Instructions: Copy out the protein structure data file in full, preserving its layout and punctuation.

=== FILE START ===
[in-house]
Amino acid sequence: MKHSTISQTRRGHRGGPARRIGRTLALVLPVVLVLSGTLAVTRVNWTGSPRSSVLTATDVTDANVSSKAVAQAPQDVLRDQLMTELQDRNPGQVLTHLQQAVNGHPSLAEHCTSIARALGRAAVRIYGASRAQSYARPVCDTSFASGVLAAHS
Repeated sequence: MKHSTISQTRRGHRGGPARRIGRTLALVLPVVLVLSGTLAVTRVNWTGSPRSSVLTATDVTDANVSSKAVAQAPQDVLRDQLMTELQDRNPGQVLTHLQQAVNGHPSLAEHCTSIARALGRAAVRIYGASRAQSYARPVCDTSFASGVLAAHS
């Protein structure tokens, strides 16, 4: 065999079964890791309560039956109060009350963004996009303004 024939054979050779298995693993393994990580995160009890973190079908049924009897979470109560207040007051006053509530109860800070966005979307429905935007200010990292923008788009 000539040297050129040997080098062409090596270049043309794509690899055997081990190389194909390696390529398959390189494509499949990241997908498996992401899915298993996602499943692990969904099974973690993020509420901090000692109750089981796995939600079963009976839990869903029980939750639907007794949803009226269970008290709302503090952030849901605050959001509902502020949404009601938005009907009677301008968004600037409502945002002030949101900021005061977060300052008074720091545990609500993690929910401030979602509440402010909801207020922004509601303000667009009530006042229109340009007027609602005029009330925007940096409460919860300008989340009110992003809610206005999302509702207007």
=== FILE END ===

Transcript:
[in-house]
Amino acid sequence: MKHSTISQTRRGHRGGPARRIGRTLALVLPVVLVLSGTLAVTRVNWTGSPRSSVLTATDVTDANVSSKAVAQAPQDVLRDQLMTELQDRNPGQVLTHLQQAVNGHPSLAEHCTSIARALGRAAVRIYGASRAQSYARPVCDTSFASGVLAAHS
Repeated sequence: MKHSTISQTRRGHRGGPARRIGRTLALVLPVVLVLSGTLAVTRVNWTGSPRSSVLTATDVTDANVSSKAVAQAPQDVLRDQLMTELQDRNPGQVLTHLQQAVNGHPSLAEHCTSIARALGRAAVRIYGASRAQSYARPVCDTSFASGVLAAHS
């Protein structure tokens, strides 16, 4: 065999079964890791309560039956109060009350963004996009303004 024939054979050779298995693993393994990580995160009890973190079908049924009897979470109560207040007051006053509530109860800070966005979307429905935007200010990292923008788009 000539040297050129040997080098062409090596270049043309794509690899055997081990190389194909390696390529398959390189494509499949990241997908498996992401899915298993996602499943692990969904099974973690993020509420901090000692109750089981796995939600079963009976839990869903029980939750639907007794949803009226269970008290709302503090952030849901605050959001509902502020949404009601938005009907009677301008968004600037409502945002002030949101900021005061977060300052008074720091545990609500993690929910401030979602509440402010909801207020922004509601303000667009009530006042229109340009007027609602005029009330925007940096409460919860300008989340009110992003809610206005999302509702207007």